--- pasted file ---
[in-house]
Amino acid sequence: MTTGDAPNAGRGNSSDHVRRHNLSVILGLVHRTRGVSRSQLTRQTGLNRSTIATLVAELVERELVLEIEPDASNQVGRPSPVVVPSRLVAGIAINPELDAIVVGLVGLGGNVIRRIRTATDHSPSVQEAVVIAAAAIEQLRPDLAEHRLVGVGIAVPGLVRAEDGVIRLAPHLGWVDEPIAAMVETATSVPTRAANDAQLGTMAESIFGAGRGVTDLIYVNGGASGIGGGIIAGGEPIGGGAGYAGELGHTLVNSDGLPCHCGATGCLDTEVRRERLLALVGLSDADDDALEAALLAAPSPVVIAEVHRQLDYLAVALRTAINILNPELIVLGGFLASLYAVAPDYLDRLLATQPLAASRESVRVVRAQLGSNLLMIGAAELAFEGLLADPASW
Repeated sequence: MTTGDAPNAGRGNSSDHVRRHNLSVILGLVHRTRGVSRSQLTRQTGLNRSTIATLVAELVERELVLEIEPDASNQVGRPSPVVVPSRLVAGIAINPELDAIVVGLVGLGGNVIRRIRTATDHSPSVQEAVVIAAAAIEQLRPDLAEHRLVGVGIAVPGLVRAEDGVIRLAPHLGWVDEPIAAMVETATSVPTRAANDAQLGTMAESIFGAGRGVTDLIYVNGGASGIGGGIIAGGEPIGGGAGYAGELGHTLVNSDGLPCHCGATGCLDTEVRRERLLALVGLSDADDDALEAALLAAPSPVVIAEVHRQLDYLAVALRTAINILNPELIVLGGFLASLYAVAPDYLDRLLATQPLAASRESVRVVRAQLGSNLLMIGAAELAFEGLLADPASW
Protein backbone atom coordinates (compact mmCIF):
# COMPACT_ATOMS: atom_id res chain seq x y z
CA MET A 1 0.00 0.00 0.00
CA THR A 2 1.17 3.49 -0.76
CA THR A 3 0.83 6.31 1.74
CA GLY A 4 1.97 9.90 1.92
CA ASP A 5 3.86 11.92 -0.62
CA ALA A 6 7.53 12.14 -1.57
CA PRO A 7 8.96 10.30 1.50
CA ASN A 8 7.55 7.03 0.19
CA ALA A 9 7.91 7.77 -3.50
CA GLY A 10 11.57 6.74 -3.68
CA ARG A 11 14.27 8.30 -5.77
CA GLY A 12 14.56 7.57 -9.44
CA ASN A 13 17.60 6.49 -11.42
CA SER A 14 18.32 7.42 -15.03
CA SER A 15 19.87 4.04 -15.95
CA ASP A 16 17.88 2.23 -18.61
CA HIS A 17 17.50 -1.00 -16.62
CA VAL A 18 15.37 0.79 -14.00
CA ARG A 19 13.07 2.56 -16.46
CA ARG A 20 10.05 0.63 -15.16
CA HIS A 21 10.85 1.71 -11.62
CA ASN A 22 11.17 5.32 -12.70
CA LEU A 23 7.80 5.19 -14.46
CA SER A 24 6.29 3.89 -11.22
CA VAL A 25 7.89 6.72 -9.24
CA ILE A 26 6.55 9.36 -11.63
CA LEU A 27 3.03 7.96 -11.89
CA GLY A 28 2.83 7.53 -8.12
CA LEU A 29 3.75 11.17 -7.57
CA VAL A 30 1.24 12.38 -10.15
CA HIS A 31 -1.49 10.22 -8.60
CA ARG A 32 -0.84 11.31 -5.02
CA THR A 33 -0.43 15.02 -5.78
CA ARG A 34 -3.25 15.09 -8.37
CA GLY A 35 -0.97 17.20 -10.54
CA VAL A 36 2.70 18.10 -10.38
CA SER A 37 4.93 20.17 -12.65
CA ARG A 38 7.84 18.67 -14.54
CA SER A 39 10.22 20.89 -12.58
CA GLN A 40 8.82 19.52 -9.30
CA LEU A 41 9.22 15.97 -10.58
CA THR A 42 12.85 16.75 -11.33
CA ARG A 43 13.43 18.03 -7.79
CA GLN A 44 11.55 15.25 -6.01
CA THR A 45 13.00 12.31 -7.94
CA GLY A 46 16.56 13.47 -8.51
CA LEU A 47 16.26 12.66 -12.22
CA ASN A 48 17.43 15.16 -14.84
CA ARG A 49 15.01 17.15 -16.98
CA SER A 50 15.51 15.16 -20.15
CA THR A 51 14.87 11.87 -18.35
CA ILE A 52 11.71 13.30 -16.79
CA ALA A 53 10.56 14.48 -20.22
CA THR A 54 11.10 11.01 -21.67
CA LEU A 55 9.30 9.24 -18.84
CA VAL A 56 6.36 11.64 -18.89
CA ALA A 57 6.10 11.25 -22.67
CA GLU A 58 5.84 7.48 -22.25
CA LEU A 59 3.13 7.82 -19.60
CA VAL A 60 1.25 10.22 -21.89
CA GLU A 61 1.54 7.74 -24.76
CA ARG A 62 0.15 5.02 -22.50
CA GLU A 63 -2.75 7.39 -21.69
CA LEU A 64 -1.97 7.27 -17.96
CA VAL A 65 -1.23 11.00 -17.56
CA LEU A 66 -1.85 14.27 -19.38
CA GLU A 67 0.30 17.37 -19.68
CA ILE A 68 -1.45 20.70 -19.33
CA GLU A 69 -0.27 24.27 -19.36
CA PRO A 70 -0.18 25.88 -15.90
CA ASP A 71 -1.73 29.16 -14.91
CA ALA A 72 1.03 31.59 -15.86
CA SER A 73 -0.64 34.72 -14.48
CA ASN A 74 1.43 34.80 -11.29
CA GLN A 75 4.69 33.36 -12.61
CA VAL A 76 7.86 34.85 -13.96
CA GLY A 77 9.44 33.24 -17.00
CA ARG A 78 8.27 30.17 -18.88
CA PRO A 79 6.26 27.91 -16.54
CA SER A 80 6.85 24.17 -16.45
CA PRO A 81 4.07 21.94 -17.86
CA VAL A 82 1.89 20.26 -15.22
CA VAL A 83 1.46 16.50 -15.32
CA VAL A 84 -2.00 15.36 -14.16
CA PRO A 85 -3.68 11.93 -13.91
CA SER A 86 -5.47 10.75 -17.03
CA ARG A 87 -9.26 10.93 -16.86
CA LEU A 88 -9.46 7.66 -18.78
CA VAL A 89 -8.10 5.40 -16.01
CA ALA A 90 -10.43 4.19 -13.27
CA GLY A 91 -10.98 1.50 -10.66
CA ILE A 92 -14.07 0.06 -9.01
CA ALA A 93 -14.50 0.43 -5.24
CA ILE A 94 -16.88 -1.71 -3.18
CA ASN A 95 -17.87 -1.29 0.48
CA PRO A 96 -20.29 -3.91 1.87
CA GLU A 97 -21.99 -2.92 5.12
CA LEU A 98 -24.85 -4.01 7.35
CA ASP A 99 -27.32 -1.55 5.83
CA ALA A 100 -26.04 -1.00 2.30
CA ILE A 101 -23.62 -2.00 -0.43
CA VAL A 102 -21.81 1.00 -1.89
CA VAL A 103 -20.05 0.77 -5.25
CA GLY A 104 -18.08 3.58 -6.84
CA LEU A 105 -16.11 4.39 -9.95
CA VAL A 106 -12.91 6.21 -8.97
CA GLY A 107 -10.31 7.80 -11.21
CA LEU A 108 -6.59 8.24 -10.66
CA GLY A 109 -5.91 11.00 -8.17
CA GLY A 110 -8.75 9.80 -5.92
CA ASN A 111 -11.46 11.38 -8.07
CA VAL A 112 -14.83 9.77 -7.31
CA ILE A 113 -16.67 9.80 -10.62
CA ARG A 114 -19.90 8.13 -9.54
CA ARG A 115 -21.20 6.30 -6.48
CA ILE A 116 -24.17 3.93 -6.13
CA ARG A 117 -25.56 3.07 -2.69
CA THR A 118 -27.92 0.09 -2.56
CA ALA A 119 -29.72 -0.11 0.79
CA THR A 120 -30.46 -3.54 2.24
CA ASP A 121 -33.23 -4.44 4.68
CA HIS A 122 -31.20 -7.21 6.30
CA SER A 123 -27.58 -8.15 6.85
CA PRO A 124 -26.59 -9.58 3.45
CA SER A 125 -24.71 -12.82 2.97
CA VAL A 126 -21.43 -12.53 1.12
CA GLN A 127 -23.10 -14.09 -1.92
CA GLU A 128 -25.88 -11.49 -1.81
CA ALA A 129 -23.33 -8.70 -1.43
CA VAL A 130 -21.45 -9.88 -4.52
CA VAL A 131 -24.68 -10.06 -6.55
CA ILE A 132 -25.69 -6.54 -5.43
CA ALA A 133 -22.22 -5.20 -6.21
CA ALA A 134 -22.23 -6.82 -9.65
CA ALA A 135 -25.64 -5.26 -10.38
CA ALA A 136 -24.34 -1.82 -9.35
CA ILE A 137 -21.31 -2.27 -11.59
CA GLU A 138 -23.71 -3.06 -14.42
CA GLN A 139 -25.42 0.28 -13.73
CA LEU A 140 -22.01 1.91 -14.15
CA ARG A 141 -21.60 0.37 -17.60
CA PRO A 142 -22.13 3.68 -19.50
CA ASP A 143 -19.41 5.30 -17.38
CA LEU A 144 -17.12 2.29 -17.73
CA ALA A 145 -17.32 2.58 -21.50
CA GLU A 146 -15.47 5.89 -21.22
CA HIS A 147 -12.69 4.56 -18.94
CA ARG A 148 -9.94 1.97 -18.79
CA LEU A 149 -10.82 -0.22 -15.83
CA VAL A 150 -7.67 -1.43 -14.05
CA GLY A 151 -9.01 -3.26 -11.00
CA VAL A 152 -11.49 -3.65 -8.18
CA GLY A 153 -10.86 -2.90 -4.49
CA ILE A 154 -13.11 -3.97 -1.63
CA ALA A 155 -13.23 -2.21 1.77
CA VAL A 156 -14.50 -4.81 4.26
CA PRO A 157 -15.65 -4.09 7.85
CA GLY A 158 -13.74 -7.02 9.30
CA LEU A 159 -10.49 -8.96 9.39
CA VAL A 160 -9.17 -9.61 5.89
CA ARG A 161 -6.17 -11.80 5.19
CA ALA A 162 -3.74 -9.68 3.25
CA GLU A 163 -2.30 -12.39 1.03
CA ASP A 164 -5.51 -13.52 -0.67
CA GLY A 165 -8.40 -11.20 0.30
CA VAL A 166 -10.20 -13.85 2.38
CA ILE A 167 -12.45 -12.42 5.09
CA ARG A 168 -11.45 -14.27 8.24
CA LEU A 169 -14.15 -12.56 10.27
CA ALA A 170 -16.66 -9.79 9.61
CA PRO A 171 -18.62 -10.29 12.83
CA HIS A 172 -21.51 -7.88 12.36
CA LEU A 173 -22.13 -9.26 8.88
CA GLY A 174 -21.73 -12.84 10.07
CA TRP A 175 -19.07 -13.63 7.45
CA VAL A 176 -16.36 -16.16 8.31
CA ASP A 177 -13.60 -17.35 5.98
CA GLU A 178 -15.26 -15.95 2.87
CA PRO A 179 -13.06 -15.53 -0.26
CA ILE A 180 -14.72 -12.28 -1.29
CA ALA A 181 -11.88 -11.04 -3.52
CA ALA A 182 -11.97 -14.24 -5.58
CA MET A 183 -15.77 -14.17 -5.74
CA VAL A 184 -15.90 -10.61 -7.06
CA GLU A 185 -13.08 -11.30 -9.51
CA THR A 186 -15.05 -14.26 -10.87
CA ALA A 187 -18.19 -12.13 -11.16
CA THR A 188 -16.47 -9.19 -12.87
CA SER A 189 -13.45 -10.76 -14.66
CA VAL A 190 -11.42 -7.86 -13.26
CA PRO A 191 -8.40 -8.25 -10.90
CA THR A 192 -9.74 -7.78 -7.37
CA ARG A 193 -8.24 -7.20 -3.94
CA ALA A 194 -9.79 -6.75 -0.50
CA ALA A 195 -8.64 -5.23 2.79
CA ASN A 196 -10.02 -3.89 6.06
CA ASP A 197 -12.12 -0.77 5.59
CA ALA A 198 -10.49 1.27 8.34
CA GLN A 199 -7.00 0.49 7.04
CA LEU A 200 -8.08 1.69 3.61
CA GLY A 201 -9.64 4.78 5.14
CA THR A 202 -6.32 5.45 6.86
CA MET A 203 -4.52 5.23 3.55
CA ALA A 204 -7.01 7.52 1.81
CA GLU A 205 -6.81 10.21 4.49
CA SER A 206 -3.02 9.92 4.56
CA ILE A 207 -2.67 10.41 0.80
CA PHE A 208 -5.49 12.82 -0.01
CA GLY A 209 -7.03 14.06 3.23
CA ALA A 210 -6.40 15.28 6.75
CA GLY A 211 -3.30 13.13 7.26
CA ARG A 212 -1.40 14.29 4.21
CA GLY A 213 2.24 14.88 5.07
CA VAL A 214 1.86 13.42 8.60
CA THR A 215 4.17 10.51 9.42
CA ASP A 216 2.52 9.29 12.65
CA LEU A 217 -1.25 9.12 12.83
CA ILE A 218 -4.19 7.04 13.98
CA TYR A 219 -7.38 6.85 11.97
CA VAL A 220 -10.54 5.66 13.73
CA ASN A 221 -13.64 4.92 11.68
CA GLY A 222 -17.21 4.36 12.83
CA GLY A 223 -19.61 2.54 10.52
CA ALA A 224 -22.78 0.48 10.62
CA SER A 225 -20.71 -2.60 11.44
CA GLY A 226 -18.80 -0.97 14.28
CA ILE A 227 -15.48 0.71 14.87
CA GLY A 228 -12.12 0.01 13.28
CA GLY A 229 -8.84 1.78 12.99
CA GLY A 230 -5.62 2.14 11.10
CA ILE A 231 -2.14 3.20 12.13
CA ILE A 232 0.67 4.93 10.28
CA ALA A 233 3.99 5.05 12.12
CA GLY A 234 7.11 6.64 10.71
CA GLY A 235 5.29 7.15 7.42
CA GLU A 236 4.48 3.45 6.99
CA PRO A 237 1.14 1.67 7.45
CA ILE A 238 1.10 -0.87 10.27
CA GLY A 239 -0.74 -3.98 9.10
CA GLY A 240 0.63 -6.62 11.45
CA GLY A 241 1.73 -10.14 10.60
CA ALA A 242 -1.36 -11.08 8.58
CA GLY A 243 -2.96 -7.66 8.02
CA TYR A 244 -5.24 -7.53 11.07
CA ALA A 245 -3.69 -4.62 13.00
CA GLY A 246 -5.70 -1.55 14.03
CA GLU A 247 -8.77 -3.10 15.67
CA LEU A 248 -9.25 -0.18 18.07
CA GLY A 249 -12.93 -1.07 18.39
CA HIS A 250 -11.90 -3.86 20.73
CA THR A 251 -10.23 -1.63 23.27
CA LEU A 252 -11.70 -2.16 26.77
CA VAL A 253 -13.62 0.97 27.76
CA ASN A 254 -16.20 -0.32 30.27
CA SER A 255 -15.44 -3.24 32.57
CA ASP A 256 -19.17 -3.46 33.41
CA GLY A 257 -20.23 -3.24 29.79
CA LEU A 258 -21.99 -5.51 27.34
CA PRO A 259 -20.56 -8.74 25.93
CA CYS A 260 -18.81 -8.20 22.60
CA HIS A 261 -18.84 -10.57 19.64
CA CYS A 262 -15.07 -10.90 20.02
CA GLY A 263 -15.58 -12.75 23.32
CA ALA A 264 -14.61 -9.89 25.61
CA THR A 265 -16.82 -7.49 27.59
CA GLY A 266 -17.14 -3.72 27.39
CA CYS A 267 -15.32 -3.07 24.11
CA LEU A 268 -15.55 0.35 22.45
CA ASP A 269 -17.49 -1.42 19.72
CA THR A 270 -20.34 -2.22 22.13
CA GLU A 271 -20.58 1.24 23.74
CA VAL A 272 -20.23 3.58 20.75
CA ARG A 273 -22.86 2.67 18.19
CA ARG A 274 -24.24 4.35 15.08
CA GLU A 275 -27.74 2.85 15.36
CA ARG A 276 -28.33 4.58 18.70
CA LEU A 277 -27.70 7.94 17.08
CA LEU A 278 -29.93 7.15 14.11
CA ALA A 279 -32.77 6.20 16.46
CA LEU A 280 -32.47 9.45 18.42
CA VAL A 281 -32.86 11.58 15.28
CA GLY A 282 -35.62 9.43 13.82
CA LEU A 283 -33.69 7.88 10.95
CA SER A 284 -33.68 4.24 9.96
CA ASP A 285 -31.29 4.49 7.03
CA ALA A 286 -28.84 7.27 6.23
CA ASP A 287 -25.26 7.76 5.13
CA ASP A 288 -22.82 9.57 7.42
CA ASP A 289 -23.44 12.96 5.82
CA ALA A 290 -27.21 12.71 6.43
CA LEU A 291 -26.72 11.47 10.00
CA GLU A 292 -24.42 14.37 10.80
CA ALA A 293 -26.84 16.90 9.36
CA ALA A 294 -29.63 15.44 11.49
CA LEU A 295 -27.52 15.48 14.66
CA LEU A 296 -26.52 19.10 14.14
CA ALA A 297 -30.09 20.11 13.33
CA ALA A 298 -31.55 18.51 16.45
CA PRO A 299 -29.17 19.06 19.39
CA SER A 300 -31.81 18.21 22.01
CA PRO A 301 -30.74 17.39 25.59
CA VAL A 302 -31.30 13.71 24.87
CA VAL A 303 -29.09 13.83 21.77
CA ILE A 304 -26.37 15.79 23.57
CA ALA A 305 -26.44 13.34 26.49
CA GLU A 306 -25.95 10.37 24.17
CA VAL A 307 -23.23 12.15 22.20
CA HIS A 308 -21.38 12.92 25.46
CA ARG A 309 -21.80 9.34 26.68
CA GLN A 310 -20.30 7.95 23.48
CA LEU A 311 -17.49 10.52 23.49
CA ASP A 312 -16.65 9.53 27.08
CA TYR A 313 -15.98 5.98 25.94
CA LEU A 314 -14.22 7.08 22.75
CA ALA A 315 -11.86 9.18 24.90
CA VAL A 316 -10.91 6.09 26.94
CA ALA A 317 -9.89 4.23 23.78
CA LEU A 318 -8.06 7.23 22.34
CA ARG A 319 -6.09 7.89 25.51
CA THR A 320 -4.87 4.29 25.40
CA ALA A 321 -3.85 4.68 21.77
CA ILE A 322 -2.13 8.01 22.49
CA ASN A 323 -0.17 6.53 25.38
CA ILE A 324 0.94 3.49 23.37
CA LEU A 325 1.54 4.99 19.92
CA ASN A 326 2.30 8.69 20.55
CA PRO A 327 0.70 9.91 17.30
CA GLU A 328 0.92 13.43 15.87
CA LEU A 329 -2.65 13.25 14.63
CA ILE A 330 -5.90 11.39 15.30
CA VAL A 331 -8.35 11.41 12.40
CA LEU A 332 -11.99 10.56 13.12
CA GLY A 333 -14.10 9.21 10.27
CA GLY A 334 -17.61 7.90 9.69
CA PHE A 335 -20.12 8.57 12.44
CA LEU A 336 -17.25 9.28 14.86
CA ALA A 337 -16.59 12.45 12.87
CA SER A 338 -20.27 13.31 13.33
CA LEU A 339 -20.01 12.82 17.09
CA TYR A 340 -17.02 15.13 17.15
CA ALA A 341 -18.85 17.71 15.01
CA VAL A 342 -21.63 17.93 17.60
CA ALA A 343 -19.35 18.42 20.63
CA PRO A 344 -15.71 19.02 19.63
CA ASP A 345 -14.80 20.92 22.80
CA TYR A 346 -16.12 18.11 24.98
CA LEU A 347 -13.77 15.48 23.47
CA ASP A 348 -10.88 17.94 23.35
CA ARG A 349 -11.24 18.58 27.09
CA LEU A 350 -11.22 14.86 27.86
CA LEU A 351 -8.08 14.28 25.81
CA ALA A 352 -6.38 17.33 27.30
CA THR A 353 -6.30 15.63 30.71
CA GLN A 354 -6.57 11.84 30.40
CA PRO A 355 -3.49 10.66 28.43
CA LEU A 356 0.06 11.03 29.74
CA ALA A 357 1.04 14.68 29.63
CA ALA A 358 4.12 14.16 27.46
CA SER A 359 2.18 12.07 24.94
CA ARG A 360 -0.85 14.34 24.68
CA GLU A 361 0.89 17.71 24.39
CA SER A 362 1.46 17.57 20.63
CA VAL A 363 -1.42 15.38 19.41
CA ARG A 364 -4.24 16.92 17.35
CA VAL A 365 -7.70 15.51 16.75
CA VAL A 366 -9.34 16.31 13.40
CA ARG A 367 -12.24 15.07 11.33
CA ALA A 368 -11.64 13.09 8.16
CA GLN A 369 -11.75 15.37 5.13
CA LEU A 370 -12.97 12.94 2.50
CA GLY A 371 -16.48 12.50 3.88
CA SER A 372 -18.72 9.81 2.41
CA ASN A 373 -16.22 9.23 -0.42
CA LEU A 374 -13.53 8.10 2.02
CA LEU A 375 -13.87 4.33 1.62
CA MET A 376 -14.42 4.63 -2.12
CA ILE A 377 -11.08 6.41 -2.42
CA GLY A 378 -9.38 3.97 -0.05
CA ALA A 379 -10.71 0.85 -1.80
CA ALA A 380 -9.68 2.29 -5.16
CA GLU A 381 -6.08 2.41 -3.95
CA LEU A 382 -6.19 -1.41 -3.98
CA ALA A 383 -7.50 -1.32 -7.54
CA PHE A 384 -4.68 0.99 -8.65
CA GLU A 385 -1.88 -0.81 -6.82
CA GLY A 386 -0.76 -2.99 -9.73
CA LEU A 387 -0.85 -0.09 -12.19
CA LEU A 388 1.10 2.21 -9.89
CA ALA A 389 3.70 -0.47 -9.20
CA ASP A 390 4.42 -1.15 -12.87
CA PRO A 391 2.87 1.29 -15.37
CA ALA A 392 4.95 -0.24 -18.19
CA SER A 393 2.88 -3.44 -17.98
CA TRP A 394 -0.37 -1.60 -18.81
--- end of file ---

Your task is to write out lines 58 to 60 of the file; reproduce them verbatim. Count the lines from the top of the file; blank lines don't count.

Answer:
CA ALA A 53 10.56 14.48 -20.22
CA THR A 54 11.10 11.01 -21.67
CA LEU A 55 9.30 9.24 -18.84